It is obvious that a lot of reasons went into Intel’s acquisition of McAfee, not even Intel tosses around $7.68 billion on a lark.  The reasons are not apparent right away as the news came out of the blue and was not talked about long before hand like many other acquisitions such as Havok.  ExtremeTech feels that this is obviously about a focus on security, perhaps signalling the interest of Intel to mimic what they have done bringing graphics onboard the CPU and merging security and antivirus onto their chips as well.  It also brings a nice expansion to Intel’s neglected software team

The Register sees the Wind River OS and future Atom based embedded products as an obvious reason.  ARM is very strong in the mobile market which Intel is making motions of joining and if they could offer a mobile device with security embedded into the chip on the device as well as every step that the signal takes that might just offer enough incentive for people to move away from ARM based mobile devices.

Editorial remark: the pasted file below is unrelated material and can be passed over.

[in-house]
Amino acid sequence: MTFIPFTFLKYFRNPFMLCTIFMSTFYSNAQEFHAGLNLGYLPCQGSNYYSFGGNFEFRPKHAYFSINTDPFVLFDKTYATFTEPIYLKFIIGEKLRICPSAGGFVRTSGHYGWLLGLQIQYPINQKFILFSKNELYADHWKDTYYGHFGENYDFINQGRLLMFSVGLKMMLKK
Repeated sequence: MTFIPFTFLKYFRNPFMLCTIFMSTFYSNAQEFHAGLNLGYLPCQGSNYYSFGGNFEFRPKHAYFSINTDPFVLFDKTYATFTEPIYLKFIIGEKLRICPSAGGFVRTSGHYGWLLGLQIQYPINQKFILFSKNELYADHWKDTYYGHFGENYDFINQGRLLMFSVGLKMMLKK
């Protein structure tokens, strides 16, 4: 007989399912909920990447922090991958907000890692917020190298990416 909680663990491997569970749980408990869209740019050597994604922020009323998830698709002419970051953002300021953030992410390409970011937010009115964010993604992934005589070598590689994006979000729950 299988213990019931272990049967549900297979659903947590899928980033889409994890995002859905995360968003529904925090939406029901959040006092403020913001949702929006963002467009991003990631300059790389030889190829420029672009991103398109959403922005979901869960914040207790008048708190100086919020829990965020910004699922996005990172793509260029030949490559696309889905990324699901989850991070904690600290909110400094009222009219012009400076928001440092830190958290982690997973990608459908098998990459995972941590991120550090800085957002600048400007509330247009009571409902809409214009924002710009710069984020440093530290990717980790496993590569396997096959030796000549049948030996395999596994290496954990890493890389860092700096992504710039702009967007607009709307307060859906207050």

The Tech Report spotted something that could be a little less beneficial for users, bloatware.  McAfee has recently been very focused on getting their various security software installed as trialware on as many new systems as they can.  With Intel’s probable new ownership of McAfee, they could ensure that their trialware appears on any system with an Intel inside.

"The news of Intel’s $7.68 billion acquisition of McAfee was a bit of a surprise to many of us, and the vague justifications both sides offered for the deal largely focused on the proliferation of mobile devices. However, I couldn’t help but think of another implication of this acquisition for the traditional PC market. Buying McAfee instantly makes Intel one of the leading perpetrators of the pay-for-play bloatware model that infects brand-new PCs from nearly all of the major vendors with heaping amounts of unnecessary software."

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